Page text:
I tentatively step onto the sidewalk of the National Mall; the Washington Monument commanding attention on my left, the Capitol in the distance on my right, and the NEDA walk registration table about thirty feet straight ahead. “I do not belong here,” I thought, “This walk is for real sick people. I am not sick enough to be a participant in this walk. I have ED-NOS, not a real ED.” About the moment I realized these were ED’s thoughts and not my own, Kate’s ninety-pound yellow lab, Simba, pulled us into the growing congregation of NEDA walkers. He was going to make sure I followed through with this walk—with my promise. Before the walk, I made a promise to my friend Meredith that I would walk for those who cannot walk for themselves, for her, and for her beloved friend Allyson who battled so bravely against her own ED.
Although still hesitant and feeling as if I did not belong, I followed Kate, Simba, and my cousin, Ashley, to the registration table. On our way, we passed families, friends, therapists, children, dogs (in NEDA bandannas), Miss America ’08, moral supports, those who have overcome, and those who are still fearlessly fighting. In total, there were over five hundred walkers in attendance who raised a combined $50,000 for NEDA’s programming and outreach initiatives. Before the walk, many of us chose to engage in the pre-walk yoga stretching, creating posters to carry with us along the walk, and communing with others. After some inspirational speeches, we were on our way around the mall. As tourists watched, with some taking photographs, I felt a sense of fulfillment in the fact that I was doing what I always hide behind my computer screen doing semi-anonymously…raising awareness. I was putting my face, my voice and my beliefs on a national stage to show people that EDs are real diseases, encourage discourse on them and let people know that ED will not keep me in the silence of my disease.
During the walk, my cousin asked Kate (her friend from college) and me questions about our EDs. I felt nervous answering the questions in front of Kate as I had just met her less than twenty-four hours prior, and felt like a fraud as an eating disordered person because I was never as sick as her (eating disorders are often competitive in nature. I can never understand why, but I always find myself comparing my illness to those around me…and feeling, in a warped way, like I am horrible at my ED when I find someone sicker than me…again, one of ED’s favorite thoughts). I always let Kate answer the questions first before giving my own answer because, I felt, that she had more to say than I ever would. It was amazing to find how much our stories had in common despite being so different on the outside. Eventually the nerves subsided, and I became comfortable with both the questioning and with Kate. I feel as thought that is what the NEDA walks are about; educating those unfamiliar with the disease, raising awareness, and addressing misconceptions. While walking, it was easy to see the impact the event had on the participants. Families came together to support loved ones who suffered/are suffering. Strangers offered comfort and understanding to people they had just met. Friends encouraged one another. Everyone had something to offer.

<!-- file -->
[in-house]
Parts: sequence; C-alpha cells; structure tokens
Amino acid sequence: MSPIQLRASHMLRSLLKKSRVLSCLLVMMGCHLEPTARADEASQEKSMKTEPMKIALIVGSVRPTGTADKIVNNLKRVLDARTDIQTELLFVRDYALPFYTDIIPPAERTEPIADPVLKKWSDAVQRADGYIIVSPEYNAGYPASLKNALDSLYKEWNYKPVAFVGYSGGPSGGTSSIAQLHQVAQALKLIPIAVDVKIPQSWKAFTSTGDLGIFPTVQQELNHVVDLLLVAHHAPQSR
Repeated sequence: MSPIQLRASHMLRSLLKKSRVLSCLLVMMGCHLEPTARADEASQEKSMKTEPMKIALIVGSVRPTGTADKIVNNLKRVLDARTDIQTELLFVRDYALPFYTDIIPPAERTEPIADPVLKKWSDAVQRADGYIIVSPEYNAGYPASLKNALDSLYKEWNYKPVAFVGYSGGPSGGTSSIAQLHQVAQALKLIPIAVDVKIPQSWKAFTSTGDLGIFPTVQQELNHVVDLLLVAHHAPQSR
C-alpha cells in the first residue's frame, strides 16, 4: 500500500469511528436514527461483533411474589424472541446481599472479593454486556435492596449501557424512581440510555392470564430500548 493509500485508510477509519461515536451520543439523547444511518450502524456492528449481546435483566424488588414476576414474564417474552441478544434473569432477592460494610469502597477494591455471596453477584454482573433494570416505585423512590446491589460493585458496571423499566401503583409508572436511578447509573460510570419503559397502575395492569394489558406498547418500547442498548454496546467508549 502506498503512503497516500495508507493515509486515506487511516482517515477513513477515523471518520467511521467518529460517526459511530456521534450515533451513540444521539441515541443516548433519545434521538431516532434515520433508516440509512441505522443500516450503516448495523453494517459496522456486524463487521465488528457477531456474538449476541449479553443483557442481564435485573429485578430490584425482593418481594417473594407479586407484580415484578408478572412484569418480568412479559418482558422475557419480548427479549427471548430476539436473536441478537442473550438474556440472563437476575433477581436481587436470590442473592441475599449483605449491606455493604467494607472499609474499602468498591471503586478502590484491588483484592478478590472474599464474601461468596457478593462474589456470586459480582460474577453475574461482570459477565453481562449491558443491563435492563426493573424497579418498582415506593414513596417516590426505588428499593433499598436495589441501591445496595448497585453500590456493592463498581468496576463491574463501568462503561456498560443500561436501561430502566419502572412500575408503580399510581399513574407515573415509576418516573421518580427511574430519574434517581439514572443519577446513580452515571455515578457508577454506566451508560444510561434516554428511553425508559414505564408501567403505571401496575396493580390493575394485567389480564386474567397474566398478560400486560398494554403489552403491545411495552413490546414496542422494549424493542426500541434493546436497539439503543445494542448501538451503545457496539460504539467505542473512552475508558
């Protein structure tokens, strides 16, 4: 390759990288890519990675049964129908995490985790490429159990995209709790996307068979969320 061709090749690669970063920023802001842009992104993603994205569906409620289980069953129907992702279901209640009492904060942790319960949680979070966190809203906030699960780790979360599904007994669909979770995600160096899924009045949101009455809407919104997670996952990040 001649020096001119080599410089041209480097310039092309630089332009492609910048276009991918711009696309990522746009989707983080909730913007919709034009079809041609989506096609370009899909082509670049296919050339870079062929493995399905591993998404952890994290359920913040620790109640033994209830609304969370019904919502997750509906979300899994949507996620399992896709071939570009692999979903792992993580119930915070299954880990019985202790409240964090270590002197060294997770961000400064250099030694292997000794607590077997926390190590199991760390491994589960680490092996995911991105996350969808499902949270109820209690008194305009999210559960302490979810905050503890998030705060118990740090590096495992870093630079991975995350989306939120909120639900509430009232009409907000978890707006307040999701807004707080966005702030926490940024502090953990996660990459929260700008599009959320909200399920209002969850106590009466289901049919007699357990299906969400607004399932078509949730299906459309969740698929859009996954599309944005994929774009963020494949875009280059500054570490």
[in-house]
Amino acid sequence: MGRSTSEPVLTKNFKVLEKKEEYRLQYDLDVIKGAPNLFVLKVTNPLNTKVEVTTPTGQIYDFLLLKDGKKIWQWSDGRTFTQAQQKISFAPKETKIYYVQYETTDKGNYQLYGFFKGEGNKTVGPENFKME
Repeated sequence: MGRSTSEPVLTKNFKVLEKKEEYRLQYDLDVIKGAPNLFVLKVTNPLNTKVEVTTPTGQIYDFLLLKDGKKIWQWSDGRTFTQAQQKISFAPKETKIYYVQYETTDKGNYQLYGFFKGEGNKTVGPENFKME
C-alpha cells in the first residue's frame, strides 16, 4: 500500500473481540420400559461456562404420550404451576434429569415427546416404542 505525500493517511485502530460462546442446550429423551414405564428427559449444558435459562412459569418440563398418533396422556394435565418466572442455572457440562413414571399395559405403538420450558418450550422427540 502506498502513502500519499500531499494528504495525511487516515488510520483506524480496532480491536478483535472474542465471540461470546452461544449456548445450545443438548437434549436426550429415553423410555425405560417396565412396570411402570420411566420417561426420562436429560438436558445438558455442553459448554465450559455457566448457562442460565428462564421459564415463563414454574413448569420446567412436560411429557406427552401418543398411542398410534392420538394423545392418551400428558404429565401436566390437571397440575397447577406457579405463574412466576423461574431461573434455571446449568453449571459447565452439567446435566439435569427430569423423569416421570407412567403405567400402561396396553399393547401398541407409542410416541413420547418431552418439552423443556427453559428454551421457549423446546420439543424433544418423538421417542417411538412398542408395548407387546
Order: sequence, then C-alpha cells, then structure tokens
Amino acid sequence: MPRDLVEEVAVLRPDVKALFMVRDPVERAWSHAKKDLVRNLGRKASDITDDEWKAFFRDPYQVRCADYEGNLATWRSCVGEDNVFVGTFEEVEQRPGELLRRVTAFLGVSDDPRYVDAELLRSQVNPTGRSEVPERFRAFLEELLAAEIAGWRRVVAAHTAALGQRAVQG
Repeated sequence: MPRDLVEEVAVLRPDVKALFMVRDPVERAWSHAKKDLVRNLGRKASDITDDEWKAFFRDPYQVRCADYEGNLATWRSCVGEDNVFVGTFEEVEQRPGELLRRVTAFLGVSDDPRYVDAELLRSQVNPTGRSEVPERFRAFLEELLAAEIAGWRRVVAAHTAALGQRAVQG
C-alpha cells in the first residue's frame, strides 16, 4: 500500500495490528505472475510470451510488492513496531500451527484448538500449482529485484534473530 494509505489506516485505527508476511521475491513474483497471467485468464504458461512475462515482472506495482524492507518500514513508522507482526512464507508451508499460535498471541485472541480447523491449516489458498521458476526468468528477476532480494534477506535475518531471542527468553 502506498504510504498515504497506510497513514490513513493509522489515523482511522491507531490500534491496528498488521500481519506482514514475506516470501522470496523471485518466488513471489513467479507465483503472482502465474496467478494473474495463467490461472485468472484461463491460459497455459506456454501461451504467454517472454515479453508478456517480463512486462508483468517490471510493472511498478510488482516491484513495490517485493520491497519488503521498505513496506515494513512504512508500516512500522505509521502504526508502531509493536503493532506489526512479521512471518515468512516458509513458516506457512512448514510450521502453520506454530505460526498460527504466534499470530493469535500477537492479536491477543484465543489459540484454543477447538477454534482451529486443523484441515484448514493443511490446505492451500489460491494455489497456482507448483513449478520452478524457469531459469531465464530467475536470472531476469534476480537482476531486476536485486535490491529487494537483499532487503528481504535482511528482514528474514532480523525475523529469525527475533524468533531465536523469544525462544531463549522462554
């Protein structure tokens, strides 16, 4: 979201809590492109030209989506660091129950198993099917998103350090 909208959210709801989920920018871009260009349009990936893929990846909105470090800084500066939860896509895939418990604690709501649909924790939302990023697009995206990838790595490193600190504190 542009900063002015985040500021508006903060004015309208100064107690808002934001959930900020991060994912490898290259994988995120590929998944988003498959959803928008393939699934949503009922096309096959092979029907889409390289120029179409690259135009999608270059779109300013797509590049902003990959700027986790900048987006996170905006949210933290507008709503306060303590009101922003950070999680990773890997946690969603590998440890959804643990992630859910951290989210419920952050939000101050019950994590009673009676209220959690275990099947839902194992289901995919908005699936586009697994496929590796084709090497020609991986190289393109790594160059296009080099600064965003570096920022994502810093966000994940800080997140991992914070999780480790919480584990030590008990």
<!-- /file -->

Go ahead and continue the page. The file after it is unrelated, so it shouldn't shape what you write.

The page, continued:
After the walk, we went to Eastern Market for lunch and shopping. I absolutely love that area; it is so reminiscent of my favorite area in Ohio, Yellow Springs. We grabbed some pizza for lunch at an outdoor café, as Simba was not allowed to join us inside. This time, I did not engage in any ED behaviors while eating with Kate (unlike the day and night before). I felt at ease with the idea that we have both had our struggles and are working to kick ED to the curb. At the artisan booth around the corner from the restaurant, I found a great way to commemorate my first NEDA walk; a new ring. I have gotten a ring for myself at two important milestones in my recovery; one when I first decided to enter into outpatient and another after a year of attempted recovery. I purchased a simple silver band to accompany my other two recovery rings. Every time I look at the ring, I am able to remember the wonderful experience I had at the DC NEDA walk, the friendship I shared with Ashley and Kate, and the gratitude I felt at over five hundred people who helped educate/raise awareness on EDs alongside me. Thank you DC, thank you NEDA, and thank you to everyone who has fought, continues to fight or supports those who do. You are all, truly, an inspiration.
2 Corinthians 13:11
Finally, brothers and sisters, rejoice! Strive for full restoration, encourage one another, be of one mind, live in peace. And the God of love and peace will be with you.